The Baroque Voice
St Andrew's Church, Penrith
19 June 2004
The Wordsworth Singers' programme of choral and instrumental music was cleverly constructed – the first half given over to early baroque music by Purcell and Monteverdi and the second to the three most significant composers of the late period – Vivaldi, Bach and Handel.
The four early pieces – Purcell's Te Deum in D and his coronation anthem of 1685 My heart is inditing and Monteverdi's Ave Maria Stella and Laudate Dominum – gave the excellent soloists opportunity to show their mastery of the intricate ensemble work, and the full choir their precise singing.
Vivaldi's Concerto in C for two trumpets was expertly played by Timothy Barber and Thomas Osborne, recent students at the Royal Northern College of Music, and Bach's Brandenburg Concerto No 4 in G received a sparkling performance from Emma Hancock (violin), John Turner (recorder) and Amanda Babington (recorder). The Lonsdale Chamber Orchestra were stylish accompanists.
The vocal highlight was the choir's performance of Bach's Lobet den Herrn. The complex fugal textures were met with apparent ease and some carefully crafted dynamics.
All credit to conductor Ian Thompson for such a fine concert.
England, Shakespeare and St George
Theatre by the Lake, Keswick
23 April 2004
For his last concert as conductor of the Wordsworth Singers, Michael Hancock devised a programme to celebrate all things English.
George Dyson's resolute setting of Three Songs of Courage set the tone of appreciative pilgrimage.
The pianist, David Jones, gave a plangent rendition of Salut d'amour by Elgar, which was forcefully juxtaposed against a set of bawdy catches by Purcell.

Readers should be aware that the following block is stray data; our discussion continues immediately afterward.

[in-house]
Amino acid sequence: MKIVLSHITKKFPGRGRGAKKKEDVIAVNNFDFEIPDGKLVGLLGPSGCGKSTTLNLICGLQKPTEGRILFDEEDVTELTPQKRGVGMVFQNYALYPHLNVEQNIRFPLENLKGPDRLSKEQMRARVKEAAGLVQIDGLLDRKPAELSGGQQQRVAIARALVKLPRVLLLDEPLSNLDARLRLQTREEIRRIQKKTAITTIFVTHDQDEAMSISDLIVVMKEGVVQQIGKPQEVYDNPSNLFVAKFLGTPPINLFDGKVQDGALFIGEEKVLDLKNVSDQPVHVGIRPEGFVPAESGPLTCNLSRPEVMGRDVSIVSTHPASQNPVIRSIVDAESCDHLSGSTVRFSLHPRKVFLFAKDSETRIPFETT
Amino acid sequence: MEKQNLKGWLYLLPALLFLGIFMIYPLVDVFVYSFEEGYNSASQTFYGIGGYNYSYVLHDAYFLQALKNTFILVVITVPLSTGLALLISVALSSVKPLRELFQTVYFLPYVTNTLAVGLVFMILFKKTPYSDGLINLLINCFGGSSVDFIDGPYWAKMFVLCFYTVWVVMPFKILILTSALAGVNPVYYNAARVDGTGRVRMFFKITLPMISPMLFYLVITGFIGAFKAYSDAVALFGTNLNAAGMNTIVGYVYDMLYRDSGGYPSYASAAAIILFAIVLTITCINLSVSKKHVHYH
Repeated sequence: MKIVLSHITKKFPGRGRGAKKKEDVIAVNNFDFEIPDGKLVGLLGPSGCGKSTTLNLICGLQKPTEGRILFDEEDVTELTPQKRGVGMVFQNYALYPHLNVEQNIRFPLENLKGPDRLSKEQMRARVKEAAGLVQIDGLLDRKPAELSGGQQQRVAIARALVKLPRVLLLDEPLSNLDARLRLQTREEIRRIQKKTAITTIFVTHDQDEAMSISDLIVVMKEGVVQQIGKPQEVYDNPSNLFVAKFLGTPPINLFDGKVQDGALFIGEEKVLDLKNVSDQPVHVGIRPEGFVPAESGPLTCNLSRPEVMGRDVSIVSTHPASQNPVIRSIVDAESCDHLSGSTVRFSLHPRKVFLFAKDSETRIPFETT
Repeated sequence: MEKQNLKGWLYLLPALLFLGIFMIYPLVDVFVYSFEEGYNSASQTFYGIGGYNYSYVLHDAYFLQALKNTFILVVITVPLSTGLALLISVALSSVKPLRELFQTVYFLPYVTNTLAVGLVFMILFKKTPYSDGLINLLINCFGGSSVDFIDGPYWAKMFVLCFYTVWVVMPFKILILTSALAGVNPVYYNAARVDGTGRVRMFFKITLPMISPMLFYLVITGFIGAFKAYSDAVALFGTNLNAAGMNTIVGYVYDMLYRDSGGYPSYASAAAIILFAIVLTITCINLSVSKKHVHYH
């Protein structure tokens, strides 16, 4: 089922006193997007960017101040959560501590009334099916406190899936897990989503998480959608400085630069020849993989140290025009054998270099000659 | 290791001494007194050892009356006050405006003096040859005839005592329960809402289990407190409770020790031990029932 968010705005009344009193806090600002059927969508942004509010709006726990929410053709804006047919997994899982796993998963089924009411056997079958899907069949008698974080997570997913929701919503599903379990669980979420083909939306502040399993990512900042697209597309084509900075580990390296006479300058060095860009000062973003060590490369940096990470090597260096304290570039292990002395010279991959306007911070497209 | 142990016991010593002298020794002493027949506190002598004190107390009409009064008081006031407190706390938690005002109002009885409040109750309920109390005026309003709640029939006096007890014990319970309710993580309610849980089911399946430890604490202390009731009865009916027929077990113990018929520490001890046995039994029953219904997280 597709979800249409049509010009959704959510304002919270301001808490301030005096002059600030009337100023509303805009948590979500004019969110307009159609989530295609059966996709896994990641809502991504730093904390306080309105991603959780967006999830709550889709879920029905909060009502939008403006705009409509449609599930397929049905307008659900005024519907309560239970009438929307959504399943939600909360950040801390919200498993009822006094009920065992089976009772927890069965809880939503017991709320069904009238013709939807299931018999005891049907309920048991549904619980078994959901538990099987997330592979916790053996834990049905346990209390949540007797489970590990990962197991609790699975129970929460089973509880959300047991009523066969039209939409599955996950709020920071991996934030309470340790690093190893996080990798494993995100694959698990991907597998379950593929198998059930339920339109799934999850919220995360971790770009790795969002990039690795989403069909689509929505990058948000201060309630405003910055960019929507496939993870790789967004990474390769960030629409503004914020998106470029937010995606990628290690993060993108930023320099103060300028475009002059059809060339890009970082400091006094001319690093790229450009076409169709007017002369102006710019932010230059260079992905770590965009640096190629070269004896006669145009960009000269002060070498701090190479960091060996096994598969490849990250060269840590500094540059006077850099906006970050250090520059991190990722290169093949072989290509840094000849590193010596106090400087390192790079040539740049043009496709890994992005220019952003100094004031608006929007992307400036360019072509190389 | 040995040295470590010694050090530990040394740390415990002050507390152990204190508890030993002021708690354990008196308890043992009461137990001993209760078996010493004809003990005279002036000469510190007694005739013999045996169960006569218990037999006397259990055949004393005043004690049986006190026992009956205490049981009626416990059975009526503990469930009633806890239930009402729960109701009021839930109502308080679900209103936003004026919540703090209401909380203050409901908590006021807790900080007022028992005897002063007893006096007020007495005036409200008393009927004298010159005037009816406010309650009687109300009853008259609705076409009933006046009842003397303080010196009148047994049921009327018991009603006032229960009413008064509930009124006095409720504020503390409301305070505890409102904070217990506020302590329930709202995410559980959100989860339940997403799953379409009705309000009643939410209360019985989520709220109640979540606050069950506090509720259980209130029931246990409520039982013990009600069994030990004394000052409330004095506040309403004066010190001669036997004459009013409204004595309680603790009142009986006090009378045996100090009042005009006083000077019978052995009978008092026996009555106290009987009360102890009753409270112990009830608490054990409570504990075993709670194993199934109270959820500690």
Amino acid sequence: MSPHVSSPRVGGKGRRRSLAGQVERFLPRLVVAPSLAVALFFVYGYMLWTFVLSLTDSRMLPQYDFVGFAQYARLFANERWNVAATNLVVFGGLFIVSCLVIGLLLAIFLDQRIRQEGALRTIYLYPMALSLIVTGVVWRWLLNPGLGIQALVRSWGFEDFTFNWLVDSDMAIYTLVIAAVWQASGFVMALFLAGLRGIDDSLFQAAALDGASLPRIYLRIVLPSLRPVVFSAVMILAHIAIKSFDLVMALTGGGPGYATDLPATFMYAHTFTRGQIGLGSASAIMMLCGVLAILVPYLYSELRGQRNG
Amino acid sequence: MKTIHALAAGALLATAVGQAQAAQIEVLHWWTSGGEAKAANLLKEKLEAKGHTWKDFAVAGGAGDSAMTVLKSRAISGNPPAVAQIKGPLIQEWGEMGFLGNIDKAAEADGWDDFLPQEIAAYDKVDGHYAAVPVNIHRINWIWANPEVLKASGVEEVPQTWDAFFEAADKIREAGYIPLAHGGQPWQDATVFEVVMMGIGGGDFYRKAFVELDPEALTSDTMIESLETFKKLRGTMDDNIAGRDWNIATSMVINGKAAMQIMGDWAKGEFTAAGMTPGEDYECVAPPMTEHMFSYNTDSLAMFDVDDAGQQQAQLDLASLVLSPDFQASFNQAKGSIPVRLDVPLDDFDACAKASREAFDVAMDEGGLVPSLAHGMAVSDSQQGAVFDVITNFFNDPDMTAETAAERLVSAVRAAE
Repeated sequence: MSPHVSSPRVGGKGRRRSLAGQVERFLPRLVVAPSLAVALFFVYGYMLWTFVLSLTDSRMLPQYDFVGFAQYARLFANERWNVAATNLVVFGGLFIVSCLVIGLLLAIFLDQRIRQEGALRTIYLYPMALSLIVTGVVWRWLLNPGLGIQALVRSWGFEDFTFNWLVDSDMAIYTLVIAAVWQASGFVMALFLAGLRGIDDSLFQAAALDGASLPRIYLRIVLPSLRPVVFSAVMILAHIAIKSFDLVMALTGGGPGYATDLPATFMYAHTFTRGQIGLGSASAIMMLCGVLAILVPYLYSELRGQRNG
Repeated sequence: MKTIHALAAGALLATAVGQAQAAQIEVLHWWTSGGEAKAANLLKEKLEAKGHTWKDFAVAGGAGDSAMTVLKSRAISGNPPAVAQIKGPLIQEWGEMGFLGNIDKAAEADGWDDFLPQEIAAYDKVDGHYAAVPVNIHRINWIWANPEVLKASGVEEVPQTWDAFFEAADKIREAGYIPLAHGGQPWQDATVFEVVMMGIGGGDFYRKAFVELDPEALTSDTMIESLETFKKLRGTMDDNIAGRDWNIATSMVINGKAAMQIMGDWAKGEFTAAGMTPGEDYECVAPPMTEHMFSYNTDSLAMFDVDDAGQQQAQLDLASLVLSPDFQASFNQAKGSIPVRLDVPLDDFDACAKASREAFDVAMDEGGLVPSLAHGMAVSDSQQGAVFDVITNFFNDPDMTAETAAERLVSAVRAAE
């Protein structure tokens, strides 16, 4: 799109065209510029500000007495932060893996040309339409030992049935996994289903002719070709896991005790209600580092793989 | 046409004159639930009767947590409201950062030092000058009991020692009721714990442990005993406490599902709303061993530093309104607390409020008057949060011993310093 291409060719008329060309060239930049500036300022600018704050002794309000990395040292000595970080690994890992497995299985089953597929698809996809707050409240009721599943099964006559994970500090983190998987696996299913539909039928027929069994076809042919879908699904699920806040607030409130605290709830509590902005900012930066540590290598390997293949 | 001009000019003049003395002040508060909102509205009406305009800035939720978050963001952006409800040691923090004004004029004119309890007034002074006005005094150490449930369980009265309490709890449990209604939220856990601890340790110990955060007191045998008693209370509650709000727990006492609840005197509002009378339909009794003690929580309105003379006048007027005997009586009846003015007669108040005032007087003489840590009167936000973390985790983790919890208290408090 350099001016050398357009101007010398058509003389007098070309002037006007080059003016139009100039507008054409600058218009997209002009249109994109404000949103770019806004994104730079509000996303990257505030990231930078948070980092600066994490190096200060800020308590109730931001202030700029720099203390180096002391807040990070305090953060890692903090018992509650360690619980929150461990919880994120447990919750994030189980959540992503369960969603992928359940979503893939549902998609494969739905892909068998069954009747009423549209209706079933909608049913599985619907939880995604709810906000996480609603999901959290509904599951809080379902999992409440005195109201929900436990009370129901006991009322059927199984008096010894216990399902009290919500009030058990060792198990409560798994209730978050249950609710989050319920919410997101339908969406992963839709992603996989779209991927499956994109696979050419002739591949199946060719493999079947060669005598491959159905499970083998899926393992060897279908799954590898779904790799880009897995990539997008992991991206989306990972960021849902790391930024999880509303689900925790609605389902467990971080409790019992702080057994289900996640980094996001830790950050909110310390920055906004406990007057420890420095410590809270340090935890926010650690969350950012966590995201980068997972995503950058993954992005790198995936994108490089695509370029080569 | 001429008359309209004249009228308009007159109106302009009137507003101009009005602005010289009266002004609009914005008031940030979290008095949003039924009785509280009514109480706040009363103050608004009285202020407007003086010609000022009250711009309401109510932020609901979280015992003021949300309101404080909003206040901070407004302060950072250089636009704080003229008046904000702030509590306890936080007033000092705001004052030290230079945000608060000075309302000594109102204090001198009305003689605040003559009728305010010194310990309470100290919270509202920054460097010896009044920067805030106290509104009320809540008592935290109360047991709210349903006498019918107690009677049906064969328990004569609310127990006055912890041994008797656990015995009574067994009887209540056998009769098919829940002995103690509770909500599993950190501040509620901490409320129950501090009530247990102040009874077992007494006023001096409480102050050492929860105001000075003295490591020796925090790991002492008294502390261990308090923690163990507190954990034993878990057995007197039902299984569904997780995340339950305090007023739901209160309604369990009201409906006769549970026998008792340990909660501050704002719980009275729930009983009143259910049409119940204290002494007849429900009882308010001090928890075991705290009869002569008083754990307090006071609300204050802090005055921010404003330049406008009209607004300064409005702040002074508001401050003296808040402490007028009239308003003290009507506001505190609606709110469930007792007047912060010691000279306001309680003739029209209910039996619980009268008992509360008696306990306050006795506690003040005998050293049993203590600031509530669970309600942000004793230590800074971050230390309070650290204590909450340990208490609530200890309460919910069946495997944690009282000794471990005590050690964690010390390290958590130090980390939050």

Andrew Leggott, who read the poems throughout the evening, became Prospero as he set the scene for Vaughan Williams' magical setting of Shakespeare's Tempest, and then directed the mischievous Puck to go Over hill, over dale in search of a potion for love.
Northumbrian folksongs followed. The sprightly rhythms of Dance to thy Daddy and Bobby Shaftoe were delivered in good warm Geordie accents. Then there were mellow renditions of Scarborough Fair and the Irish song She Moved through the Fair.
The women sang Charles Wood's beautiful Music When Soft Voices Die and the evening was completed with Vaughan Williams' setting of lines from the Merchant of Venice in Serenade to Music. These words, “How sweet the moonlight sleeps upon this bank", marked the end of an evening and the end of an era for the Wordsworth Singers.
Tonight's concert was imaginative and inventive.
Let us hope the Wordsworth Singers continue to provide us with equal pleasure in the future.
No Small Wonder
St Cuthbert's Church, Carlisle
28 January 2004
A most imaginative programme of music for the Epiphany season was given in St Cuthbert's Church by the Wordsworth Singers, conducted by Jeremy Suter (Master of the Music at Carlisle Cathedral) and accompanied at the organ by Hugh Davies.
The standard of singing throughout was excellent, enhanced by solo contributions, sensitively sung by members of the choir. Clear, flowing polyphony in anthems by Palestrina, Marenzio and Bull contrasted very effectively with music by Crotch, Cornelius and Mendelssohn. In The Three Kings by Cornelius, James Johnson contributed a fine baritone solo part, with the a cappella chorale accompaniment superbly done by the singers. In the first of three organ solos, Hugh Davies played Les Mages from Messiaen's La Nativité, a most evocative musical portrayal of a journey, magical and mysterious. Continuing the Christmas theme, the singers performed music by Poulenc, Howells, Warlock and a colourful piece entitled Illuminare Jerusalem by the contemporary Scottish composer Judith Weir.
In a serious vein, the Innocents were commemorated in music by Richard Dering and William Walton, culminating in a lament by Kenneth Leighton, in which Georgina Harland sang the soprano solo part most beautifully. More familiar pieces by Berlioz and Tchaikovsky, together with strikingly original items by contemporary composers Richard Shepard, Paul Edwards and Adrian Self were heard. In the last of these, Fiona Weakley, singing from the gallery, contributed an excellent soprano solo. Hugh Davies played further brief organ pieces concluding with a lively chorale prelude by Telemann. The presentation of Christ in the temple was aptly portrayed by the singers' interpretation of William Byrd's counterpoint and that of lesser known contemporary Johann Eccard. As a finale the Wordsworth Singers' performance of Nunc Dimittis by Holst provided a true reflection of a magnificent concert, much appreciated by the audience.